The bioarchaeological research of skeletal and mummified human remains expands our understanding on the lifestyle, death and health history of people living in the past. Human remains from archaeological contexts are crucial biological archives and tangible traces of the past. The bioarchaeological investigation starts with the identification and recovery of biological remains in their original context and continues with the scientific analysis in dedicated laboratories (e.g., Anthropology Lab, aDNA Lab).
Thereby, human remains are investigated by multidisciplinary approaches using standardized and reliable methods form the field of physical (biological) anthropology, paleopathology (study of the ancient diseases) and geochemistry (analysis of the stable isotopes). A critical dialogue among these disciplines contribute to the bioarchaeological interpretation of a given context. This provides insights into: the human social organization in the past, the health status and daily activities, dietary habits, exploitation of subsistence strategies, the human interaction with the environment and the climate, as well as into human mobility over time. Overall, this field of research provides a scientific contribution to archaeological studies and the conservation and valorization of biological heritages.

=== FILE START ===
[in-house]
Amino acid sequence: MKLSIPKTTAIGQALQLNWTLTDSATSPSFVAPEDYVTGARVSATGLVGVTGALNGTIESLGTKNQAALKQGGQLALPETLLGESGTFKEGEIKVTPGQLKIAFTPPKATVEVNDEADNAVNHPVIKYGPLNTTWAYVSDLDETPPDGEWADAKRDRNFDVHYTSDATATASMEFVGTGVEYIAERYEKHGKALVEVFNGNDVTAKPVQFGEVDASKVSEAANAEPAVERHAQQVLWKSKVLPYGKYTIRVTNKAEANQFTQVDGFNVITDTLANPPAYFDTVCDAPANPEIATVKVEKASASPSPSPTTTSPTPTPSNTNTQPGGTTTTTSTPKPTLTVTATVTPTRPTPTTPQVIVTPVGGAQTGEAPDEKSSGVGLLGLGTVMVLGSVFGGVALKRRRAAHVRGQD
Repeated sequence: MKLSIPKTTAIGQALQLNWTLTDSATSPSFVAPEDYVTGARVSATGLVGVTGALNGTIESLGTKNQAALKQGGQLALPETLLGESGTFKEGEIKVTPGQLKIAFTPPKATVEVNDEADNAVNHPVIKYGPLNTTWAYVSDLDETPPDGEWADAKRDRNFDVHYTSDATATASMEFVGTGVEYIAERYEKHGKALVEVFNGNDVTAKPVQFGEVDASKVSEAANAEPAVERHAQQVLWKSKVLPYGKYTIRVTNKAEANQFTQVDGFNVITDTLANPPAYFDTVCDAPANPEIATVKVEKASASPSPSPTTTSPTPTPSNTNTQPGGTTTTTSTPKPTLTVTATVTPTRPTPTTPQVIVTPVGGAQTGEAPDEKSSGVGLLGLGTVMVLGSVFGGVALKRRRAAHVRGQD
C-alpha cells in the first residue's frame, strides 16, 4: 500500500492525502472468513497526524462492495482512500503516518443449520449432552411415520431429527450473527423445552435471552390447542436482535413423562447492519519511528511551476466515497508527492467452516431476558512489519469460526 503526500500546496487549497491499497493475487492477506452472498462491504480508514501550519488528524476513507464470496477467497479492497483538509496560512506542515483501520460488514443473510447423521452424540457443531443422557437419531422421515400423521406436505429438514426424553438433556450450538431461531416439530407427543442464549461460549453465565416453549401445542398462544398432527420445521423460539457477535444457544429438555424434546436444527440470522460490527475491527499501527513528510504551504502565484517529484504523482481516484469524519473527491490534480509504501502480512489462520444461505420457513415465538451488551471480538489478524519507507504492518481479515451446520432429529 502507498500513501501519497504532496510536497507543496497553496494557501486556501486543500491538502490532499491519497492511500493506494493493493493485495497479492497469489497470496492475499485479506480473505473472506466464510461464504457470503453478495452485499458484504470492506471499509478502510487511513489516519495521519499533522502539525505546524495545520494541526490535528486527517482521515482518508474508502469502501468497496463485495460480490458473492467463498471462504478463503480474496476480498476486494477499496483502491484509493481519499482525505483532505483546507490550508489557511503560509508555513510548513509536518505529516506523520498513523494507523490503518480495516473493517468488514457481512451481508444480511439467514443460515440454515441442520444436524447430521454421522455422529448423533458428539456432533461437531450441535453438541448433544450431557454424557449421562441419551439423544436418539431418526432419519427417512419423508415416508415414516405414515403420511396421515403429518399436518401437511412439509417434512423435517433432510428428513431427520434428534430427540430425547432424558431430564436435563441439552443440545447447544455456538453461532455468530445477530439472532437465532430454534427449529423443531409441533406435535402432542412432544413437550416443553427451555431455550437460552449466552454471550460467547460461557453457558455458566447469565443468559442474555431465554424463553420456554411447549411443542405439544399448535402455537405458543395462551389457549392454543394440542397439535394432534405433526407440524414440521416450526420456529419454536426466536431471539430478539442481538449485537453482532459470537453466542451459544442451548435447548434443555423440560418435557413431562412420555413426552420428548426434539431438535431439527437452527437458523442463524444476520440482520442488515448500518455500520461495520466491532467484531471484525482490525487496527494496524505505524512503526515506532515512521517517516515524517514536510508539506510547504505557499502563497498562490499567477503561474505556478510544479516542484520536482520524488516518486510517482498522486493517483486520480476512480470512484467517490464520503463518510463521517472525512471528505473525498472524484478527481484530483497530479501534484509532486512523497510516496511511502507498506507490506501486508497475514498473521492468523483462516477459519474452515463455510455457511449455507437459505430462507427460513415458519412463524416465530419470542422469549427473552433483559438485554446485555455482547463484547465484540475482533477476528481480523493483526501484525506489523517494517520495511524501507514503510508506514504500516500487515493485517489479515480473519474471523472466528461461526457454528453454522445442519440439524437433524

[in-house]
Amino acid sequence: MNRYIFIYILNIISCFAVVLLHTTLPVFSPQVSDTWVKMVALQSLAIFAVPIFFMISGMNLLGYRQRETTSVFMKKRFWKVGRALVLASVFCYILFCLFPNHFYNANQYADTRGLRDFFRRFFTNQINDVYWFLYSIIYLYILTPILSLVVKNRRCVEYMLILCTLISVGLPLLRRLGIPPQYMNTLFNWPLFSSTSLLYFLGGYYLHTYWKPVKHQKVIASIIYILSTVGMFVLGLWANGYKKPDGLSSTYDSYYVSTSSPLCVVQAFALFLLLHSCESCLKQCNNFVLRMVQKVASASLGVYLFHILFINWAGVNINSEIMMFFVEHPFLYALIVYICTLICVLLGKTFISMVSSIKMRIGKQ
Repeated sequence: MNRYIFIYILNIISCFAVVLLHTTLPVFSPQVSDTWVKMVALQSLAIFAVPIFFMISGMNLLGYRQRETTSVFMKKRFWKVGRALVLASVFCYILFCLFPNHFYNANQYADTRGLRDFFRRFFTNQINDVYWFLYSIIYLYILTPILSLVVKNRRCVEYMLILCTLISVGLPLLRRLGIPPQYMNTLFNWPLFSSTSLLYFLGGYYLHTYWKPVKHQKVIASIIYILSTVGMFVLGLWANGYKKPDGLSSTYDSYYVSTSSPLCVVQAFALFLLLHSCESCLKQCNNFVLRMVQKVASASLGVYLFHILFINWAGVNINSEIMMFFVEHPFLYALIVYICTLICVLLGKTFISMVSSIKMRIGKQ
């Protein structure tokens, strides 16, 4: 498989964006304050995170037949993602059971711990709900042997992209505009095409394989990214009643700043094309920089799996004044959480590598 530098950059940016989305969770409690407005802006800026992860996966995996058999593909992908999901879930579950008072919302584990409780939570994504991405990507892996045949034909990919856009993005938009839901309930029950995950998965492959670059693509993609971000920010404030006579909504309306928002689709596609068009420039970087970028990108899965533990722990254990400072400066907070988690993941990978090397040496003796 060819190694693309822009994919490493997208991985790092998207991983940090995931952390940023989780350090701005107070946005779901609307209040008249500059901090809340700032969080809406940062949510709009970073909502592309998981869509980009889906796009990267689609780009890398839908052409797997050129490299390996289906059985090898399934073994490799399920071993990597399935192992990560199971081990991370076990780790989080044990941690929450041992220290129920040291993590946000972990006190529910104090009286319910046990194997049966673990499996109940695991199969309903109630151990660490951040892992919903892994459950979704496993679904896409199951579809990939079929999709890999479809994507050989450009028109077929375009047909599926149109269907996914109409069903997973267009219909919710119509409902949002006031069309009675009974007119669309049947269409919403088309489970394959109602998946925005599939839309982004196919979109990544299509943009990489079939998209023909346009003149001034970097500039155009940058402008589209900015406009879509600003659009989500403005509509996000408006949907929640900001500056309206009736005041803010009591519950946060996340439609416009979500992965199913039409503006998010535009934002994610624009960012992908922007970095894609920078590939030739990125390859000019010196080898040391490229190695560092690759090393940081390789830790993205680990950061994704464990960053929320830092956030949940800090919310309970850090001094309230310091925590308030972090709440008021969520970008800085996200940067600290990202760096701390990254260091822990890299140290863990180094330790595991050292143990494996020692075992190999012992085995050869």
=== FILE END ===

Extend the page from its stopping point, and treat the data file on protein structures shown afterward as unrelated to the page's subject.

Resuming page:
ME Torino Mummy Project
ME Torino Mummy Study and Conservation ProjectDuration: January 2017 - September 2021Funding:
"Celts" up & down the Alps: Origin and Mobility patterns on both sides of the Alps during the Late ...Duration: December 2020 - December 2023Funding:
Genomic diversity of prehistoric individuals from the Iceman’s territory in the Eastern Italian AlpsDuration: September 2020 - December 2022Funding: